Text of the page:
[Guest Post by Ashleigh Slater – I always appreciate returning the favor when a fellow author lets me share about my book on her blog. This is Ashleigh’s first book entitled Team Us. I appreciate her sharing wisdom on 4 steps to practice patience with your spouse’s old habits. Enjoy and be encouraged!]
In the weeks that led up to our wedding, my husband Ted informed our friends, family, and anyone who would listen of his impending death.
“Death?” you ask.
Yep, death. Death, that is, to his single self.
The self that could buy a new Nord Electro on a whim. Or stay up until two in the morning on a regular basis. That guy who worked late into the evening because he didn’t have a wife waiting at home.
Sure, death isn’t the most romantic thing to broadcast prior to one’s nuptials, but Ted was right. Marriage doesn’t jibe well with many of the single habits brought to it. What I don’t think he anticipated, though, was that the death of old patterns takes a while.
In the last eleven years of our marriage, here are four practical ways we’ve learned to practice patience for the old habits as we work together toward the new. You may find them helpful too.
1. We Pick Our Battles
I’ve come to realize that not all of Ted’s old habits are necessarily sinful. Now, before I address a behavior of his, I first stop and categorize it.
Sin means to “miss the mark.” So I ask myself: Is Ted missing God’s mark? Or is he simply missing mine? Is it a quirk I find grating, or is it offensive to God and hurtful to our relationship? If it’s a matter of annoyance, not destructiveness, then maybe I—and not Ted—am the one who needs to change.
Sometimes the bothersome things simply aren’t worth the battle. Often when I choose to move a bothersome thing to the conversational front burner, it doesn’t improve my marriage, it simply feeds my need to have things a certain way. The majority of the time it’s better for me to apply the wisdom of Proverbs 19:11 here, which says, “Good sense makes one slow to anger, and it is his glory to overlook an offense.”
2. We Have a Realistic View of Ourselves
Sometimes my habits don’t seem as bad as Ted’s do. There are instances when I’m inclined to give myself a break, but not so quick to give him one too.
The problem is, though, drawing comparisons between our habits masks the reality that I’m no better than he is. While, yes, some behaviors are more destructive than others, we can both use growth. When I put my own behavior into perspective, it gives me more patience for Ted in the areas he struggles.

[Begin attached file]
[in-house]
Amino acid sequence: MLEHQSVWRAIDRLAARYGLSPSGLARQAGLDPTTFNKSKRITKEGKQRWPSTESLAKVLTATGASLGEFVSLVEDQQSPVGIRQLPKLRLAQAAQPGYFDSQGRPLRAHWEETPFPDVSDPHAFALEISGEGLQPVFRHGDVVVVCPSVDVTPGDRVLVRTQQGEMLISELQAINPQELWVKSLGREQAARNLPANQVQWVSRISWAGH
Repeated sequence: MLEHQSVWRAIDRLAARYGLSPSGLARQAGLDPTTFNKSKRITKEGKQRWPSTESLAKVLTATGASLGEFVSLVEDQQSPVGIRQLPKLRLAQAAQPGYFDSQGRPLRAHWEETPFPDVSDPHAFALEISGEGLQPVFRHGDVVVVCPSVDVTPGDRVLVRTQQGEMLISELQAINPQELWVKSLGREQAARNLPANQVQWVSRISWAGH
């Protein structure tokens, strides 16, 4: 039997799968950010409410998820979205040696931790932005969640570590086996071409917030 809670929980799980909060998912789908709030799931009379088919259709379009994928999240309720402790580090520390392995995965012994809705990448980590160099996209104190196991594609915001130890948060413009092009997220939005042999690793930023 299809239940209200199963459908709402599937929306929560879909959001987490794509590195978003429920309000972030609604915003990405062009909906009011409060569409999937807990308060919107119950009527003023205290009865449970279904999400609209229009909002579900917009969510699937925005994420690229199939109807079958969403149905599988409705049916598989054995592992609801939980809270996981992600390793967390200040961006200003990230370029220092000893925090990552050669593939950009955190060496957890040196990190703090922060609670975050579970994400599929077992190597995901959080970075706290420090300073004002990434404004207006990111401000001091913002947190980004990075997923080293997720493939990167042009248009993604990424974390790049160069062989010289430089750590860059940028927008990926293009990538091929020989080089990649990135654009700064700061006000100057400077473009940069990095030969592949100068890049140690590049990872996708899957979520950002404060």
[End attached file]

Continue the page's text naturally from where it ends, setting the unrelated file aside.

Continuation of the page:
3. We Sandwich Our Criticism
Ted and I both earned master’s degrees in communication. One of our favorite techniques we picked up in our studies is what’s termed the “communication sandwich.” For those of you unfamiliar with this, it basically boils down to using praise and affirmation to sandwich criticism.
What I love about this approach is that it doesn’t put Ted on the defensive. When I use it, not only do I speak well of him, pointing out the ways I recognize and appreciate him, but I’ve also made it about me. I’ve focused on a “this is how I feel,” rather than a “you did this” approach.
4. We Focus on Progress, Not Perfection
Nowadays, Ted doesn’t buy a Nord Electro on a whim. He also doesn’t stay up until two in the morning on a regular basis. But time management is still an area under construction that could easily leave me frustrated.
But I’ve determined not to focus on his failings, rather on his successes. When frustration sets in, I stop myself and focus on all the ways Ted has grown and improved in this area over the years. It’s hard to be angry when I realize just how far he’s come.
At times, it has seemed inconceivable that some of those pesky single behaviors Ted and I both brought to our marriage would change. But we’re finding that we can kill old habits with time. Ted’s not where he was ten years ago, and I know he won’t be where he is now in another decade. He can say the same for me.
Ashleigh Slater is the author of Team Us: Marriage Together (Moody Publishers). With almost twenty years of writing experience, she loves to unite the power of a good story with practical application to encourage others. Ashleigh and her family reside in Atlanta, Georgia. To learn more, visit AshleighSlater.com or find her on Facebook.
(Parts of this article have been excerpted from Team Us by Ashleigh Slater. Used with permission from Moody Publishers © 2014).